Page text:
"…Dealing with such issues as race and loss of identity, Batalla has created a musical voyage well worth taking… ” —Newsday
Throughout the 1960s and 70s Discoteca Batalla was a well-known landmark in the Latino community in Venice, California. This mom-and-pop discoteca (Spanish for “record store”) was a haven for desperately homesick immigrants from all over Mexico and Latin America. It was a spot to gather, exchange news from home, buy the latest Spanish language pop exitos, or maybe just enjoy some sweet coffee and pan dulce with the proprietors, Barbara and Jorge Batalla. Jorge was a singer and radio DJ. He knew the lyrics to every traditional Spanish language song ever written. His wife Barbara hand wrote letters home for working men and women separated for years at a time from their families.
Perla Batalla is their daughter—a singer best known for her decade-long work with Leonard Cohen, as well as with such artists as Lou Reed, Sonny Rollins, k.d. lang, Rufus Wainwright, Jackson Browne and Laurie Anderson. While the record store closed its doors over 40 years ago, the experiences and stories are part of L.A.’s heritage. Supported by CAP UCLA, Discoteca Batalla is an homage to this important place and moment in time. It is a celebration of the people whose lives and identities shape the fabric of L.A. and inspire resilience.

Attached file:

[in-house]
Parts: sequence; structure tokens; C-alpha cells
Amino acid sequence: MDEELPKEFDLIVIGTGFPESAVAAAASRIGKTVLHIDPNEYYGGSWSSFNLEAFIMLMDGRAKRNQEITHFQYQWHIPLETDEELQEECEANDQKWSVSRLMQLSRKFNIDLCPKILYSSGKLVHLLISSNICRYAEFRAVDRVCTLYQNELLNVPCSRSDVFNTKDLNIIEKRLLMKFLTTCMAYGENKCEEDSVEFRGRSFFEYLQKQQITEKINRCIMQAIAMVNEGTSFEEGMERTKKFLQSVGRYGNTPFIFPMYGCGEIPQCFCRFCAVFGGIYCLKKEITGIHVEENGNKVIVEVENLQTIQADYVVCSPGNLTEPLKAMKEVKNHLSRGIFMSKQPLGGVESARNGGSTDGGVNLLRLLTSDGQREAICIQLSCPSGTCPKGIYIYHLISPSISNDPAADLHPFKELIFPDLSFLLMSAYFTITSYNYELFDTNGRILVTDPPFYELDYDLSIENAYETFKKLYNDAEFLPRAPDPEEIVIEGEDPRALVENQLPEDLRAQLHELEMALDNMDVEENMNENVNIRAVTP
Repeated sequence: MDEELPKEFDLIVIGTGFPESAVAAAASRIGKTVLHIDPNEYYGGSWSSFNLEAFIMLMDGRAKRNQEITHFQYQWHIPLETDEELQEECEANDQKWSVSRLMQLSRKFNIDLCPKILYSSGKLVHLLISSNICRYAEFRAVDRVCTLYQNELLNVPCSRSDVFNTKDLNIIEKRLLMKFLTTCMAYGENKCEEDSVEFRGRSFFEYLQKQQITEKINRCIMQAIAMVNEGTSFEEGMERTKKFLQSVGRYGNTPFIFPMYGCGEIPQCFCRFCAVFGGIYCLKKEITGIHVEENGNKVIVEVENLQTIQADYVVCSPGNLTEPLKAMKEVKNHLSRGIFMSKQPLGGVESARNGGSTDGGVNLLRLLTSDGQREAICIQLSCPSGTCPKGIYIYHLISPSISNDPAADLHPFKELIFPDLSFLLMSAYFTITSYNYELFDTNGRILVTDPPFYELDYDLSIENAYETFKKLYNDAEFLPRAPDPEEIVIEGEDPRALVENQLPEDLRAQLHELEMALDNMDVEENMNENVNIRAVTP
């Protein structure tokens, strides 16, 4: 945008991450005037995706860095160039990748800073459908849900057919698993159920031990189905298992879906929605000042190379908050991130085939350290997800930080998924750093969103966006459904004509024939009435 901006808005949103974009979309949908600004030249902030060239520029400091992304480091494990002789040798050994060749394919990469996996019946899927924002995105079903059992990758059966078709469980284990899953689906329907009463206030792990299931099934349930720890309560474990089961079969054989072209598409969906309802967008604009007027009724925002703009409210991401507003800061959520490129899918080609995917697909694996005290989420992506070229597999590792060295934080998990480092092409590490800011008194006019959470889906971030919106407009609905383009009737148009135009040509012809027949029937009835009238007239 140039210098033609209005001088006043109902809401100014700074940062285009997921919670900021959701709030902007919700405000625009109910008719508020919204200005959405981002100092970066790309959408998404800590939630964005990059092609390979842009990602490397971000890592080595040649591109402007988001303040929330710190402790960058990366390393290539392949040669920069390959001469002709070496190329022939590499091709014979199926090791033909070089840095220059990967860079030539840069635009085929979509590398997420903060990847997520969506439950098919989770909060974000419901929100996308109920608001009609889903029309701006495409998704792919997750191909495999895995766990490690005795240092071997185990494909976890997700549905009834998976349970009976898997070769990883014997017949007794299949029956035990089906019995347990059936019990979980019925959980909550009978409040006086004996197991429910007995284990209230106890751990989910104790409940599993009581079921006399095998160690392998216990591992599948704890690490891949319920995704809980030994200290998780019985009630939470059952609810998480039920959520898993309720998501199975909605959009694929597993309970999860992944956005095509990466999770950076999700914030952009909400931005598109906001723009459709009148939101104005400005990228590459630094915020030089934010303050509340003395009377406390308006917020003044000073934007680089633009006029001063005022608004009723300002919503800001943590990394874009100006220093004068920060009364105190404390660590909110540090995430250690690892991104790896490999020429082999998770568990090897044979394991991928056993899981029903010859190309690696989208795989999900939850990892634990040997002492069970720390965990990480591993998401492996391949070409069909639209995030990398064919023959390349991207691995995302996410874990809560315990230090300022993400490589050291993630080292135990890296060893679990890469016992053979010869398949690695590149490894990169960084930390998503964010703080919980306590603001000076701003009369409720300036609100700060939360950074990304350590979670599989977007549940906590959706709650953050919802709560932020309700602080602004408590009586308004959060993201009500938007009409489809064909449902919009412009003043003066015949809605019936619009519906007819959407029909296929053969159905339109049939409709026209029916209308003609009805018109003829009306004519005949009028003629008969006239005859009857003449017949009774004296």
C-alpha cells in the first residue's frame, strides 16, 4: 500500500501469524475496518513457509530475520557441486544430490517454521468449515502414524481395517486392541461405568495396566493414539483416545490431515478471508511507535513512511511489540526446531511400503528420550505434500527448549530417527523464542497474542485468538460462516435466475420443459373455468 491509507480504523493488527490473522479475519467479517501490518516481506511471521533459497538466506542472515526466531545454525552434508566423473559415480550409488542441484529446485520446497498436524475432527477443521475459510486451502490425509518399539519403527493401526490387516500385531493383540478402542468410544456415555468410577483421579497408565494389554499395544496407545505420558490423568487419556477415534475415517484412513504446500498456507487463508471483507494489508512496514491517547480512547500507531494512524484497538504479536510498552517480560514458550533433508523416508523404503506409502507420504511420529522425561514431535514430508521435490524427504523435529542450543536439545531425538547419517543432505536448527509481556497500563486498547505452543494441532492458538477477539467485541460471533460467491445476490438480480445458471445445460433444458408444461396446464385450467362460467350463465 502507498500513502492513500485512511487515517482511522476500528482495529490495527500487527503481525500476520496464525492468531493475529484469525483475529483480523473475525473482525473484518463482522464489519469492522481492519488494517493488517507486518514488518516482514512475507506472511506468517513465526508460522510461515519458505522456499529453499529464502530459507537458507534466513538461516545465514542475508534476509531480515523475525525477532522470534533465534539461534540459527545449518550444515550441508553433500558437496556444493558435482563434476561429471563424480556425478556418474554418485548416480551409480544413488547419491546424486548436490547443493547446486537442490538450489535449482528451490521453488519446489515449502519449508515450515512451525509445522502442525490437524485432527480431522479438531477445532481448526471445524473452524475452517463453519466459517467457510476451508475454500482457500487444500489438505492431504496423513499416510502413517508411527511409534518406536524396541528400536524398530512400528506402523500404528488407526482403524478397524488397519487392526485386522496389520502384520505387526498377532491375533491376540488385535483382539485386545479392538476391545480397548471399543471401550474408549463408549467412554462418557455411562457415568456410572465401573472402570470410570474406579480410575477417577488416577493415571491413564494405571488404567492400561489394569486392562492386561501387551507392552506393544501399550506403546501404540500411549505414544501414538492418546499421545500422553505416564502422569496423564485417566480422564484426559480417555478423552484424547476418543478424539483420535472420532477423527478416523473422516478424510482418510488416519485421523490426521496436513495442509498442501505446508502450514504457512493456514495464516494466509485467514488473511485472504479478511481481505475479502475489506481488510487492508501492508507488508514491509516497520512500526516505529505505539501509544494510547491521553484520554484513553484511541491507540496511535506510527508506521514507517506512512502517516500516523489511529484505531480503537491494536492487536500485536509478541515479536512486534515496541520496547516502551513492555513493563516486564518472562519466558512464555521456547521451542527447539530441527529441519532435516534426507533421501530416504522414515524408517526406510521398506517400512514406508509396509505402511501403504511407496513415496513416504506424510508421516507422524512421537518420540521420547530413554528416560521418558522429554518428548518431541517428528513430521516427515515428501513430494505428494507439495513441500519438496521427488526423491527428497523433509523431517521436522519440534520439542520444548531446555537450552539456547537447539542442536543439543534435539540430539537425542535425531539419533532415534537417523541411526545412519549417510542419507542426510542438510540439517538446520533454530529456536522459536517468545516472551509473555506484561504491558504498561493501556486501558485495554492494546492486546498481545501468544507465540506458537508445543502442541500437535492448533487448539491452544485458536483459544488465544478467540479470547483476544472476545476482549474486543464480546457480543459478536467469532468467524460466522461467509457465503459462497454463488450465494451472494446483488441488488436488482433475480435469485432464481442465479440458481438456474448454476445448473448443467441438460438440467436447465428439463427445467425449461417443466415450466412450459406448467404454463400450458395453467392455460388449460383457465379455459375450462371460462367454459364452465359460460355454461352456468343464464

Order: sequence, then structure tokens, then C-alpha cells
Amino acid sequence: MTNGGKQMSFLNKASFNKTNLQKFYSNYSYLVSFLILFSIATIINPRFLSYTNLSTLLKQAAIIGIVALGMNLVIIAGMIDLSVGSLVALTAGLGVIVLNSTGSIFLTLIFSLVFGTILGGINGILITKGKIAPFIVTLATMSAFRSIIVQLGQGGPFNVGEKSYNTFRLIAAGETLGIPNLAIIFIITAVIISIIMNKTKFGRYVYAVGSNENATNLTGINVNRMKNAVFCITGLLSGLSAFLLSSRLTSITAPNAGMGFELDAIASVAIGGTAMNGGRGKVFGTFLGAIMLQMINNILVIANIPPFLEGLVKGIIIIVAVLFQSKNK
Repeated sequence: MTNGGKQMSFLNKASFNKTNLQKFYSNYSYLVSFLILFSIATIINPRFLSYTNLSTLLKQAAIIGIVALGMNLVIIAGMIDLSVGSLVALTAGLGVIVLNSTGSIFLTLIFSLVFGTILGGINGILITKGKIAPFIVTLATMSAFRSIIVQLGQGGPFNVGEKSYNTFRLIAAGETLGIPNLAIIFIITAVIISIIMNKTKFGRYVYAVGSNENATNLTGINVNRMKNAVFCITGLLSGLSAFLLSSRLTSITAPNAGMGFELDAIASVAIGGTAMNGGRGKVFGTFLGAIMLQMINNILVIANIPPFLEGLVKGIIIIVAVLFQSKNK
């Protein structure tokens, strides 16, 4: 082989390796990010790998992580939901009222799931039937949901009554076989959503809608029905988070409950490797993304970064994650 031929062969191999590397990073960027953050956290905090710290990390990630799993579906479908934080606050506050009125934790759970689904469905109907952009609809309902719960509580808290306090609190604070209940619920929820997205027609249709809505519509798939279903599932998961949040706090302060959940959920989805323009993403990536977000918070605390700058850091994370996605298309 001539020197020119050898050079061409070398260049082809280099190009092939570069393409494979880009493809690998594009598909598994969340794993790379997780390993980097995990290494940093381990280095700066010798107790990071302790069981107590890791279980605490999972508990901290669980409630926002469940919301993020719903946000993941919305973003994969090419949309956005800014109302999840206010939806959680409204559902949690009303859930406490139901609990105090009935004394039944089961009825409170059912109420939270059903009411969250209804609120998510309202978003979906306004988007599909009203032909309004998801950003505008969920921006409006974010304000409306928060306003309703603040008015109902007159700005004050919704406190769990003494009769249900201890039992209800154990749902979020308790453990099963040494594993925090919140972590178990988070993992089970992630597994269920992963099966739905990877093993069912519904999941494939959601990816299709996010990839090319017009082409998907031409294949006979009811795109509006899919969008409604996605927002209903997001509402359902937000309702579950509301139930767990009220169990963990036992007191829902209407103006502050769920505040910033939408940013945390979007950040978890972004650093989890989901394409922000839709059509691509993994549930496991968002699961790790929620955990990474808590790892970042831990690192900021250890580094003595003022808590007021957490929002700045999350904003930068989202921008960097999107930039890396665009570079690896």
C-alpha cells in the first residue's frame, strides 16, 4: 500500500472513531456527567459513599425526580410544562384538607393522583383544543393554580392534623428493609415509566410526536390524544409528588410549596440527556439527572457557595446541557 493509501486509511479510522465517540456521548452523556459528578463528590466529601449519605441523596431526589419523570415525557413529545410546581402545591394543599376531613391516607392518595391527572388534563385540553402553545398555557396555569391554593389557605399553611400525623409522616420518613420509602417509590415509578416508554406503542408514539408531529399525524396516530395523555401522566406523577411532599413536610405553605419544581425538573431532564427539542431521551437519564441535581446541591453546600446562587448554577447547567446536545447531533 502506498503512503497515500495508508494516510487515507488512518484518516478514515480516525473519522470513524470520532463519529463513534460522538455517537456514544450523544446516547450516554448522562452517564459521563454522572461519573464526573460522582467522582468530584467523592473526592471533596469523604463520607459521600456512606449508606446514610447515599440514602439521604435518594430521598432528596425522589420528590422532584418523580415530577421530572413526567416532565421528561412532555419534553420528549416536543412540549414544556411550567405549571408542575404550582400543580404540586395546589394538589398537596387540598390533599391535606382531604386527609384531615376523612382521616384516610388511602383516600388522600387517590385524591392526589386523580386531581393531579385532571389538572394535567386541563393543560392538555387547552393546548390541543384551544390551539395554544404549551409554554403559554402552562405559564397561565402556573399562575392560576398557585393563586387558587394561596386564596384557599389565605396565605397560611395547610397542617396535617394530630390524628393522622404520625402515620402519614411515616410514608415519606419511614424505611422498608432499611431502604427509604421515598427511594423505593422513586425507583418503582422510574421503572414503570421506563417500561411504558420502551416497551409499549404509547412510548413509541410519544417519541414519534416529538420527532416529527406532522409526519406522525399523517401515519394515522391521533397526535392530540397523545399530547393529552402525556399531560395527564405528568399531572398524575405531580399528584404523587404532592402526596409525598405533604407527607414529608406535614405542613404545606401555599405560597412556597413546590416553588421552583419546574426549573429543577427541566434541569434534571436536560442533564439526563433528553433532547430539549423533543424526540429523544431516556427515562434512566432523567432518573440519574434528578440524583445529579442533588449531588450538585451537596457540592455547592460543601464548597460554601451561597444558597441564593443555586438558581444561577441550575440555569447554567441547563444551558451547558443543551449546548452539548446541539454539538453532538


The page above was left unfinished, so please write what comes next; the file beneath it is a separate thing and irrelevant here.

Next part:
Photo Credit: Guy Webster
Funds provided by the Ginny Mancini Endowment for Vocal Performance.